Dull, damaged, frizzy or fine—everyone’s got a hair issue. Fortunately there are new, innovative ingredients, treatments and products to help whatever ails your locks.
FRIZZ Fighting frizzy hair and fighting cancer shouldn’t even be in the same sentence, but one scientist at the Massachusetts Institute of Technology actually has a hand in both. Engineering professor Robert Langer created a polymer-based cancer treatment—it helped earn him the esteemed Millennium Technology Prize in 2008—and somewhere along the way he found that a molecule he was working with, PolyfluoroEster, could tame frizz. “Preventing frizz is about resisting water vapor, i.e., humidity,” explains Langer, who’s a founding partner of Living Proof, the company that created No Frizz, a new line of PolyfluoroEster-infused creams and sprays (debuting in February). In spite of No Frizz’s unorthodox instructions to saturate hair with the product, the results are remarkably smooth tresses with a surprisingly light feel. In other news, salon owner John Masters decided to tackle frizz the organic way by using sea kelp and marine phytoplankton in his new John Masters Organics Shine On leave-in treatment, which launches in January at Whole Foods. Meanwhile, Rene Furterer Myrrhea Anti-Frizz Silkening Conditioner relies on myrrh extract and avocado oil to control frizz and moisturize the hair shaft.
SKINNY STRANDS Hair is classified as fine when there’s not enough of its inner foundation, the cortex, below its outer layer, the cuticle. “The less cortex hair has, the more inflexible it is,” says Thia Spearing, director of technical development at hair-care brands Matrix and Logics. “The more rigid it is, the more vulnerable it is to damage from actions like brushing.” It’s impossible to alter a hair’s cortex-to-cuticle ratio—to turn fine hair into thicker hair—but keeping the cuticle in top form while creating volume is essential. Logics Volume Wrap, an in-salon treatment, infuses the cuticle with ceramides to strengthen and repair its frayed edges, while starch in the formula makes hair feel more dense, which doesn’t sound far-fetched considering what cornstarch does to gravy. Kim Vo uses peptides—the same weapon in most lash-thickening conditioners—in his Volumizing Masque to strengthen hair and give it more fullness. Other new fine hair–targeted products are employing minerals: Calcium and silica in L’Oréal Professional Volume Expand Masque, an at-home product, separate hair fibers to create an overall fullness; magnesium pairs with seawater to tone and amplify hair in Shu Uemura’s new Art of Hair Muroto Volume line.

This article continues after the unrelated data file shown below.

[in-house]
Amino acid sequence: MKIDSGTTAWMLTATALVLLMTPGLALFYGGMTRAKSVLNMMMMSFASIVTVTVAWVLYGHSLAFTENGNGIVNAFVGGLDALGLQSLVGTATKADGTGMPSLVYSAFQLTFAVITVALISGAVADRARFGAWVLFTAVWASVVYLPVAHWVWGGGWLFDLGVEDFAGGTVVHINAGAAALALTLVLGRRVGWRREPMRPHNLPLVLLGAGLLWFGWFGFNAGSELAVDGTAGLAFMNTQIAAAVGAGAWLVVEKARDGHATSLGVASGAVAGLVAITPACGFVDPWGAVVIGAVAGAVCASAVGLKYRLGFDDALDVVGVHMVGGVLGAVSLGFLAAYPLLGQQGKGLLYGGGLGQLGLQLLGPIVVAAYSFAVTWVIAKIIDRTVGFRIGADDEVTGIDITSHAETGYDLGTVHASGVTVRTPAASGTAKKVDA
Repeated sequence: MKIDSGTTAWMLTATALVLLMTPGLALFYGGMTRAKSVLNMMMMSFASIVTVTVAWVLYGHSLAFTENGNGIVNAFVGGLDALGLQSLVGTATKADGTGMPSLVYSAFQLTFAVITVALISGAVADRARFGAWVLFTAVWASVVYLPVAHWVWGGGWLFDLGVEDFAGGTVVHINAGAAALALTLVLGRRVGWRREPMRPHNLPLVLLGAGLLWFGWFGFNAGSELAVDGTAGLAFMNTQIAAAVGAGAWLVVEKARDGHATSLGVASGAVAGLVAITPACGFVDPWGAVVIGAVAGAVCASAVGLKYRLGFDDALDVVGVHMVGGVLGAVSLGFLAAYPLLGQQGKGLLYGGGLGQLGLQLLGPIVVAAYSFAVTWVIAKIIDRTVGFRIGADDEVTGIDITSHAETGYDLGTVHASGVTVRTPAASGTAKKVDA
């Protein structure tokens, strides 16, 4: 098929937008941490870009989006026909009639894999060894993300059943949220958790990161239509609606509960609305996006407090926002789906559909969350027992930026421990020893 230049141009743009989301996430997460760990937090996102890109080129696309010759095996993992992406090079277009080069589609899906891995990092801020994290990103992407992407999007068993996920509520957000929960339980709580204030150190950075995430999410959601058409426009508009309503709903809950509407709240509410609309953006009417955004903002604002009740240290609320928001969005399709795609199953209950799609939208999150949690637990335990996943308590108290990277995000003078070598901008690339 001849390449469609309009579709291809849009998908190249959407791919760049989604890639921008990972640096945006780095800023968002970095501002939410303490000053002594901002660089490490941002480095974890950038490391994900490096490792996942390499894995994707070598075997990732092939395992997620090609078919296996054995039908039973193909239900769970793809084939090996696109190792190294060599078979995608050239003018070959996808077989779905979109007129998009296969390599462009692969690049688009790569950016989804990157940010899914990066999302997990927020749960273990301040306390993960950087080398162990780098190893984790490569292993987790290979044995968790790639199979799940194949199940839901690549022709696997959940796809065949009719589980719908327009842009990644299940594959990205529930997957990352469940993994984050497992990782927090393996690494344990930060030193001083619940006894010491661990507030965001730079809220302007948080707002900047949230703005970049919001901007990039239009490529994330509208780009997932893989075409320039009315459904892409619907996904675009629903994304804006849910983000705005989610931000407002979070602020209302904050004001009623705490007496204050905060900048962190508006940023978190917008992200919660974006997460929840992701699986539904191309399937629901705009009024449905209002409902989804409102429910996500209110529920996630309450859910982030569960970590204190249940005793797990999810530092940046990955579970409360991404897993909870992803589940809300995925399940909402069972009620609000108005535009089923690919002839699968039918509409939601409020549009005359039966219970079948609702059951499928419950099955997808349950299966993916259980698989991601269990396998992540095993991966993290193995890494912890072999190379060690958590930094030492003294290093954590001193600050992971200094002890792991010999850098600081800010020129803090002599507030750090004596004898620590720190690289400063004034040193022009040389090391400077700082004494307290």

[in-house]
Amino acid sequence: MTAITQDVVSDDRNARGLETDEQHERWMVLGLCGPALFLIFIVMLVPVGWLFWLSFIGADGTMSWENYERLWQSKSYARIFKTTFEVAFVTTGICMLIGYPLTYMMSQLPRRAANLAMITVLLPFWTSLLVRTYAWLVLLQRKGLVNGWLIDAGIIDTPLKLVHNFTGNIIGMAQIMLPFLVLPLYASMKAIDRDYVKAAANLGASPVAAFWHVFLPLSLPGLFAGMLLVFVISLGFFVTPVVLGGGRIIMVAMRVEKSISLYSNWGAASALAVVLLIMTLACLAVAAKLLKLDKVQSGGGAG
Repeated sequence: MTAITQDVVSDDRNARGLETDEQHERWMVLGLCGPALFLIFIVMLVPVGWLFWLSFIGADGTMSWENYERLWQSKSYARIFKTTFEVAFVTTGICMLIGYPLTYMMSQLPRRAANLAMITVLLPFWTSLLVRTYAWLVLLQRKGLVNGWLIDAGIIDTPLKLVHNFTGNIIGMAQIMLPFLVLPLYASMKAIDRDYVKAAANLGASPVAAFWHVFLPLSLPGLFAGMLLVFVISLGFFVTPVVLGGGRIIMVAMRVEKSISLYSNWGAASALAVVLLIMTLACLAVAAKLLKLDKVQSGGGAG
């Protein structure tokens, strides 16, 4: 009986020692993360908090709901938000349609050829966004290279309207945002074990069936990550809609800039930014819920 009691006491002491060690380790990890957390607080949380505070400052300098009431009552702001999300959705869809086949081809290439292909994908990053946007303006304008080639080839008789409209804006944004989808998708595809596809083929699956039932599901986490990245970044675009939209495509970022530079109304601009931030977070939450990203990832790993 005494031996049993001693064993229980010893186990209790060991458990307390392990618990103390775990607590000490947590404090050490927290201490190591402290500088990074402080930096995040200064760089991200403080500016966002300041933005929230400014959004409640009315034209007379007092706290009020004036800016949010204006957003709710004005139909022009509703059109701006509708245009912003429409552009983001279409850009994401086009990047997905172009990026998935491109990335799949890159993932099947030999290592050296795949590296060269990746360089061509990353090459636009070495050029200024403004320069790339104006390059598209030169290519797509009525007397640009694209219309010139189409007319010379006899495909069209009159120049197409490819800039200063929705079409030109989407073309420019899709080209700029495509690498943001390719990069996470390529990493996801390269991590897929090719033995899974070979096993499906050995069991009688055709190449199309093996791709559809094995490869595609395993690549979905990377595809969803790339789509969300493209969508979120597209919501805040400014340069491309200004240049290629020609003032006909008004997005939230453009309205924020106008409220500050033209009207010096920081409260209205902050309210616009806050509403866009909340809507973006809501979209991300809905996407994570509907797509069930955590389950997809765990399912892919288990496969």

BREAKAGE When hair breaks easily or lacks luster, the fault often lies below the surface. “People don’t really think about their scalps,” says Carla Gentile, owner of Steam Salon in Los Angeles. “But if you look at your hair as a root, it grows out of your scalp, so that needs to be healthy.” Gentile has been focusing on scalps for nine years since opening Steam, where clients select essential oils for a 45-minute therapeutic scalp massage. A year ago she enlisted a chemist to reformulate the oils she’d been whipping up herself; he added antioxidants (like moringa, pomegranate and acai) aimed at healing hair follicles and preventing the scalp from becoming too oily or too dry. Each Steam Scalp Oil can be purchased for home use. Once your scalp is healthy, Fekkai Ageless Crème Luxe Hair Treatment will target hair’s inner cortex by penetrating it with orchid root extract, known for its long-lasting ability to retain moisture.